Info & Advice

Can I have a non-molestation order removed?

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Non-molestation orders are a form of protection available to individuals at risk of abuse from those close to them. The objective of such an order is to prevent an individual, typically an ex, from using or threatening physical violence and causing harassment or instructing anyone else to do so. But what if you believe the order should not have been made? Can a non-molestation order be removed? And if so, in what circumstances? In this article, we answer these questions and more.

Because non-molestation orders can be granted on an emergency basis without any notice being given to the respondent (the person defending/disputing the application), they will not have had the opportunity to give the court their version of events. The problem here is that, sometimes, applicants can paint a misleading picture which leads to the non-molestation order being granted. Even when evidence can be provided by the respondent, which contradicts the applicant’s side of the story.

If you are the respondent, you may object to being prevented from committing certain acts, which you say you did not do or feel the terms of the order restrict your civil liberties. However, it is possible to apply to discharge (remove) a non-molestation order.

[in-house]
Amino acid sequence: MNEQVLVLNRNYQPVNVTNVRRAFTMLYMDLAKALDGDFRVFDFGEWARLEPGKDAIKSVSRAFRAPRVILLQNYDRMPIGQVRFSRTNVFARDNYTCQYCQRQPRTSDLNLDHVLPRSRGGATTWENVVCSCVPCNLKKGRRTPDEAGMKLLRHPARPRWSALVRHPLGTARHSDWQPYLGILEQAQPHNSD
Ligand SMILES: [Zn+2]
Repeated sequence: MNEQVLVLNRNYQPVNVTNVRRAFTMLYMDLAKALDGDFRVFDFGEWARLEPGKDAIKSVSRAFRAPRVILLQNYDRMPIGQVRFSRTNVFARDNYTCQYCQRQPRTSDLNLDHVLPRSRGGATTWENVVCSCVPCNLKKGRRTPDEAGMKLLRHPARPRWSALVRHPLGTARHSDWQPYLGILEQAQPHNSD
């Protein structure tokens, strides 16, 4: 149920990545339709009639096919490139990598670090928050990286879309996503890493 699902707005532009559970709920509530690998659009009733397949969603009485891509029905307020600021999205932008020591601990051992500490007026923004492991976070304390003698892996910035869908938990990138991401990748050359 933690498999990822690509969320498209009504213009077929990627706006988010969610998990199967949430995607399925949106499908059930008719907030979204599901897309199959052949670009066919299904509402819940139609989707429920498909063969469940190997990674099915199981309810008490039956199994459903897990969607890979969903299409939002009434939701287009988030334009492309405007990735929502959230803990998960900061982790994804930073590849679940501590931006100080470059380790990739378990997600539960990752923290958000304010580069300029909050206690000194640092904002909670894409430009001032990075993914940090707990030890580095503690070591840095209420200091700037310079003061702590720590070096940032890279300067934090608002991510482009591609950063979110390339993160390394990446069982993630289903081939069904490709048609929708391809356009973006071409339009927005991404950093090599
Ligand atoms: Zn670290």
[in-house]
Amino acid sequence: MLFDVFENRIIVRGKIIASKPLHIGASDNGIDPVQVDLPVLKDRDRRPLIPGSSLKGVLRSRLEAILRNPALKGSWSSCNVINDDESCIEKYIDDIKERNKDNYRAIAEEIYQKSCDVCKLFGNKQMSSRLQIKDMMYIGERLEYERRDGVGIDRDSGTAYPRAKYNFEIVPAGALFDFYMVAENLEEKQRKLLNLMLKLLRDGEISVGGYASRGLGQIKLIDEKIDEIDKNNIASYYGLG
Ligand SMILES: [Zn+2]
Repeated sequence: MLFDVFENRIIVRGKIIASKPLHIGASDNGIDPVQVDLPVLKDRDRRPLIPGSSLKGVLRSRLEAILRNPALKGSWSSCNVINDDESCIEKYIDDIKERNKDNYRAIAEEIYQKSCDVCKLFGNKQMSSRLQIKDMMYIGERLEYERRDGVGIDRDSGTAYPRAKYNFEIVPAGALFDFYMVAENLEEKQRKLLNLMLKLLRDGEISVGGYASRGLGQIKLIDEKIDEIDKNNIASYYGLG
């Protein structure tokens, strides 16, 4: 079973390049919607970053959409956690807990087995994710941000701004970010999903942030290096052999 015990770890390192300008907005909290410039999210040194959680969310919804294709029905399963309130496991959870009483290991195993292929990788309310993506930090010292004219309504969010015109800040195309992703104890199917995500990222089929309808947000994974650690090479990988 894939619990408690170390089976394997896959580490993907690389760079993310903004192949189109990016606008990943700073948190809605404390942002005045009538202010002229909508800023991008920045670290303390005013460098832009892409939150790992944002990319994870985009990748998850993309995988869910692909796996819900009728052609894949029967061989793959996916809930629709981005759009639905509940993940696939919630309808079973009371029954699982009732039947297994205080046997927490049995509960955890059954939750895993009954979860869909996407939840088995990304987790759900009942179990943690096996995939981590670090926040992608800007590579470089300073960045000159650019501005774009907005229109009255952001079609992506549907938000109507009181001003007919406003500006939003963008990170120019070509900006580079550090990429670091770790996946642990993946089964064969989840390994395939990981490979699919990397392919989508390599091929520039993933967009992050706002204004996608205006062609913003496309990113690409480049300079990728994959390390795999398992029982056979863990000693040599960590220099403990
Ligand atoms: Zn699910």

What if my ex lies so they can get a non-molestation order?

Sometimes, applicants exaggerate or lie about their situation to obtain a non-molestation order. Romantic relationships are complicated and breakdowns even more so.

If the order has been granted on an emergency basis, you may not have had the chance to present your side of the story, which means the court can sometimes hear a distorted perception of events when the application is first made.

Perhaps the applicant has set out your bad behaviour, but has failed to mention their own role in what has taken place. Or they are exploiting the non-molestation order process for other motivations, such as an ongoing dispute regarding the children. Fortunately, respondents have a legal right to challenge the order and have their views heard by the court. If a non-molestation order has been made against you, you have the right to apply to court for it to be discharged (removed).

What evidence do I need to discharge a non-molestation order?

If the order was made without notice, there will usually only be a short period of time between that and the next hearing. The applicant will have provided their statement setting out details of the allegations they are relying on alongside their application which should be served on you together the with order. You, or your solicitor, if you have one, will draft a statement setting out your version of events and answering the allegations made. Evidence that would be accepted includes:

  • Texts
  • Emails
  • Screengrabs
  • Medical records
  • Police reports/files
  • Voice recordings
  • Bank statements
  • Statements from witnesses who have observed the incidents referred to and have a different version of events
  • Any other relevant information/documentary evidence that backs up your version of events